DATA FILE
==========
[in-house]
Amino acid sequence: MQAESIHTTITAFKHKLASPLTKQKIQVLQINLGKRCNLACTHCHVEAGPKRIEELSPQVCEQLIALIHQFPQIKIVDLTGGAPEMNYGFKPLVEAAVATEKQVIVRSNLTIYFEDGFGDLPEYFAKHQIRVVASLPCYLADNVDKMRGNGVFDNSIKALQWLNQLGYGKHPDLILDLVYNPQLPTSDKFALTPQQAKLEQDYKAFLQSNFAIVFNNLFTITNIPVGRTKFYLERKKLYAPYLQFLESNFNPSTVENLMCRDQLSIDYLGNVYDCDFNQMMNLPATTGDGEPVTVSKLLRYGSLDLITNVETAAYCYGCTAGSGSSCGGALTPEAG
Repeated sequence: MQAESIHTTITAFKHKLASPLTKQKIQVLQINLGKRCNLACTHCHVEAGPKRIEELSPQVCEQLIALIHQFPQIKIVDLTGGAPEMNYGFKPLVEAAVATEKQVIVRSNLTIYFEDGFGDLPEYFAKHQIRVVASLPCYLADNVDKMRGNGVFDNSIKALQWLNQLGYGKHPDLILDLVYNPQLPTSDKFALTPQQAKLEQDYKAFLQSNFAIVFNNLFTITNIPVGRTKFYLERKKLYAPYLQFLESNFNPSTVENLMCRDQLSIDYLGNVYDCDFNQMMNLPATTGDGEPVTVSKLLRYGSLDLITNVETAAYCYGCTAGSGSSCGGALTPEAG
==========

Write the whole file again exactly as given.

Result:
[in-house]
Amino acid sequence: MQAESIHTTITAFKHKLASPLTKQKIQVLQINLGKRCNLACTHCHVEAGPKRIEELSPQVCEQLIALIHQFPQIKIVDLTGGAPEMNYGFKPLVEAAVATEKQVIVRSNLTIYFEDGFGDLPEYFAKHQIRVVASLPCYLADNVDKMRGNGVFDNSIKALQWLNQLGYGKHPDLILDLVYNPQLPTSDKFALTPQQAKLEQDYKAFLQSNFAIVFNNLFTITNIPVGRTKFYLERKKLYAPYLQFLESNFNPSTVENLMCRDQLSIDYLGNVYDCDFNQMMNLPATTGDGEPVTVSKLLRYGSLDLITNVETAAYCYGCTAGSGSSCGGALTPEAG
Repeated sequence: MQAESIHTTITAFKHKLASPLTKQKIQVLQINLGKRCNLACTHCHVEAGPKRIEELSPQVCEQLIALIHQFPQIKIVDLTGGAPEMNYGFKPLVEAAVATEKQVIVRSNLTIYFEDGFGDLPEYFAKHQIRVVASLPCYLADNVDKMRGNGVFDNSIKALQWLNQLGYGKHPDLILDLVYNPQLPTSDKFALTPQQAKLEQDYKAFLQSNFAIVFNNLFTITNIPVGRTKFYLERKKLYAPYLQFLESNFNPSTVENLMCRDQLSIDYLGNVYDCDFNQMMNLPATTGDGEPVTVSKLLRYGSLDLITNVETAAYCYGCTAGSGSSCGGALTPEAG